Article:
A Flaming Elephant Falls
Magical realism, satirical fantasy and hardcore science fiction this time around
Issue #17, Saturday 5 March 2022
New and Forthcoming Releases
A couple of new books which caught my eye.
The Candy House by Jennifer Egan
An electrifying, deeply moving novel about the quest for authenticity and meaning in a world where memories and identities are no longer private. The Candy House opens with the staggeringly brilliant Bix Bouton, whose company, Mandala, is so successful that he is one of those tech demi-gods with whom we’re all on a first name basis. Bix is 40, with four kids, restless, desperate for a new idea, when he stumbles into a conversation group, mostly Columbia professors, one of whom is experimenting with downloading or externalizing memory. It’s 2010. Within a decade, Bix’s new technology, Own Your Unconscious –that allows you access to every memory you’ve ever had, and to share every memory in exchange for access to the memories of others–has seduced multitudes. But not everyone. (Readings review)
This sounds like a fascinating work of science fiction. I’ll lay good odds that it’s ignored by the genre awards such as the Nebula and the Hugo.
There are a number of books now out, or coming out, dealing with analogues of the tech giants like Facebook, of which this seems like one. I’m thinking of Dave Egger’s The Every dealing with an analogue of Amazon, and even Claire North’s 2017 novel The Sudden Appearance of Hope which features a social media tech giant called Perfection. All to the good, these organisations should continue to be put under a microscope.
Babel, or The Necessity of Violence: An Arcane History of the Oxford Translators’ Revolution by R. F. Kuang
This looks intriguing. It’s by the author of The Poppy War trilogy (which I haven’t read, though it appears to be highly acclaimed). At 704 pages, though, Babel is pretty chunky!
Due out: 23 August, 2022.
Oxford, 1836. The city of dreaming spires. It is the centre of all knowledge and progress in the world. And at its centre is Babel, the Royal Institute of Translation. The tower from which all the power of the Empire flows. Orphaned in Canton and brought to England by a mysterious guardian, Babel seemed like paradise to Robin Swift.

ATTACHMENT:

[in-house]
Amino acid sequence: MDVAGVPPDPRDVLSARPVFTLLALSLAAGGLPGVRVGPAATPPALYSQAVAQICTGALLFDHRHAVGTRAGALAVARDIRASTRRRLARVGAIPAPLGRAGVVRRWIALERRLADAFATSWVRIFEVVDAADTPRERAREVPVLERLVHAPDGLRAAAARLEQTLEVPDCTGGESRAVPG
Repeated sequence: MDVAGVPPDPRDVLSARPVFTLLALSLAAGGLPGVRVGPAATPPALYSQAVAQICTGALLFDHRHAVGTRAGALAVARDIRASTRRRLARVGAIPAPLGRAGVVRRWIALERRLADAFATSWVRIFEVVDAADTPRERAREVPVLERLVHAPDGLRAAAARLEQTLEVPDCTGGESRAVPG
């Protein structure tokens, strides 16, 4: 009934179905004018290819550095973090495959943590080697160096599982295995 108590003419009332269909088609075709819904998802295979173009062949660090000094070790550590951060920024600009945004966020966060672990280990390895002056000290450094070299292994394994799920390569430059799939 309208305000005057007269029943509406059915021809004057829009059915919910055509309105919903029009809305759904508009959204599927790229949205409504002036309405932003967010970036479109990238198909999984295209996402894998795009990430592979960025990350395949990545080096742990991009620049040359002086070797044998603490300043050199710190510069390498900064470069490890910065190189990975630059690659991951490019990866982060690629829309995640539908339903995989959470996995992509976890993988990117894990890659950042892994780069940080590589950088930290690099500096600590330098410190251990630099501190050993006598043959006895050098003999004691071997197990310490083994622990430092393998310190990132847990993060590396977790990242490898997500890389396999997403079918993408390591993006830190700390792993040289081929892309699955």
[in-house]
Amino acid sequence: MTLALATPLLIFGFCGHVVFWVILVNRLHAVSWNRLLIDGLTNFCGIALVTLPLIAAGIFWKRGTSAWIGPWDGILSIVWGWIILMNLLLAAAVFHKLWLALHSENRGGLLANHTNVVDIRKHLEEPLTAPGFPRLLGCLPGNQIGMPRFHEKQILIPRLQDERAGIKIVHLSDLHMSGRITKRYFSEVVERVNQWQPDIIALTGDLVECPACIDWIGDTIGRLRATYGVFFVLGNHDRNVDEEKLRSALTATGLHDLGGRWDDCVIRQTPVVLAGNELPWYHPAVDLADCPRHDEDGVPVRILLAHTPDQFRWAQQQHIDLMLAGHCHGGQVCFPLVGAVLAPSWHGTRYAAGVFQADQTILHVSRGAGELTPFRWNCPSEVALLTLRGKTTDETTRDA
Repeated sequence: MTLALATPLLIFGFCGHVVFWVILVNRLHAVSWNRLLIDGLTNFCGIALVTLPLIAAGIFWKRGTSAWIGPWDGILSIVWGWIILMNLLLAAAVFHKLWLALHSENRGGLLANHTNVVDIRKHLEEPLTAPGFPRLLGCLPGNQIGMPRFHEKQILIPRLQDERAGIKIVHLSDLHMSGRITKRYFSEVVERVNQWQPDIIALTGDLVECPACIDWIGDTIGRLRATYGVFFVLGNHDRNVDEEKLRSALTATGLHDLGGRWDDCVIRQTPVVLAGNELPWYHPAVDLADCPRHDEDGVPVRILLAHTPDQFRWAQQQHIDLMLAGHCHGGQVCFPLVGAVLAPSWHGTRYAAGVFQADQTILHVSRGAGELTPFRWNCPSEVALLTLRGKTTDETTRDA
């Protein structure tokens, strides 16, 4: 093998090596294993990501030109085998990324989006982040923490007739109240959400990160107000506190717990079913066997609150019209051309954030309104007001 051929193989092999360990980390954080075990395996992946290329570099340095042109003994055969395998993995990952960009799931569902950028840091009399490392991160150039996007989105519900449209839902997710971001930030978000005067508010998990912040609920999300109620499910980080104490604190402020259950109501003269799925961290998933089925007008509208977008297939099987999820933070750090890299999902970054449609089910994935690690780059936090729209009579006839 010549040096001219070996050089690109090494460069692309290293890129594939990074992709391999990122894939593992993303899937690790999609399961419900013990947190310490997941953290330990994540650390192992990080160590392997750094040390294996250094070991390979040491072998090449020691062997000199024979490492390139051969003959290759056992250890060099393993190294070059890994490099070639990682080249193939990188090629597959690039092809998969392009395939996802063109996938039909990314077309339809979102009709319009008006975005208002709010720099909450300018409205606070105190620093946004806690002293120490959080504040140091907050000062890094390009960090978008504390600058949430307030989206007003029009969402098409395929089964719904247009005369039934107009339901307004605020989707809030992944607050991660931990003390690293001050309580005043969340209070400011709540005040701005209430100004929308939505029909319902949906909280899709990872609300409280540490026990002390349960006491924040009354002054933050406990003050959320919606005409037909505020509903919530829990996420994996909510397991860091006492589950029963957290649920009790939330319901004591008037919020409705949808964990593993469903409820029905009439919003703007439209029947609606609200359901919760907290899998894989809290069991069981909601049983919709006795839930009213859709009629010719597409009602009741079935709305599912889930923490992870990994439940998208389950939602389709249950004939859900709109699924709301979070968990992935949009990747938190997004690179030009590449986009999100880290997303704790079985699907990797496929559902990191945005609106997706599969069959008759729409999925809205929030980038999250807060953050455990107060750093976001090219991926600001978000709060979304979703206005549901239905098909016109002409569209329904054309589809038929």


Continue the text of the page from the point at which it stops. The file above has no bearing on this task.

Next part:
Until it became a prison…
But can a student stand against an empire?
An incendiary new novel from award-winning author R.F. Kuang about the power of language, the violence of colonialism, and the sacrifices of resistance.
Where the Drowned Girls Go by Seanan McGuire
There is another school for children who fall through doors and fall back out again. It isn’t as friendly as Eleanor West’s Home for Wayward Children. And it isn’t as safe.
I mentioned this in Issue 7 of Through the Biblioscope as a forthcoming book. It’s now available.
Completed Since Last Issue
Babylon’s Ashes by James S. A. Corey
I’m continuing my self-imposed project of re-reading my way through all of the books in The Expanse series before I allow myself to read the final, ninth volume. This one is number 6 in the series.
Interestingly (or worryingly) I found on re-reading this that I felt strongly that I had never read it before, though there are a couple of incidents in it which I do recall, so I must have done so. Puzzling!
Anyway, Babylon’s Ashes keeps up the interest of the series, with lots of tension and deep space action, as Earth tries to recover from devastating asteroid attacks and the Inner Planets try to deal with the rogue Belter Marco Inaros.
The Fifth Elephant by Terry Pratchett
This was also a re-read.
If you're not already a Terry Pratchett fan I can only feel sympathy for you for what you are missing. Most of his books utilise the utterly fantastic setting of the Discworld, balanced on the backs of four titanic elephants who in turn stand upon the cosmic bulk of Great A'tuin, the star turtle swimming through the void. Yes, this is absurd. But in this setting, Pratchett uses satire and humour like a scalpel to probe some deeply serious themes.
The Fifth Elephant is a late book in the series, number 24, in which Sam Vimes, Commander of the City Watch and now the Duke of Ankh, is sent into the scary realm of Uberwald, controlled by dwarves, vampires and werewolves, to attend the coronation of the dwarves' Low King. Things do not go smoothly, and Vimes is lucky to escape with his life.
If you've never read Pratchett before, be warned, don't start with the first two books in the Discworld series, which to be honest are just not very good. My recommendation is to start with Mort, in which Death takes an apprentice. If that doesn't hook you, I despair of you.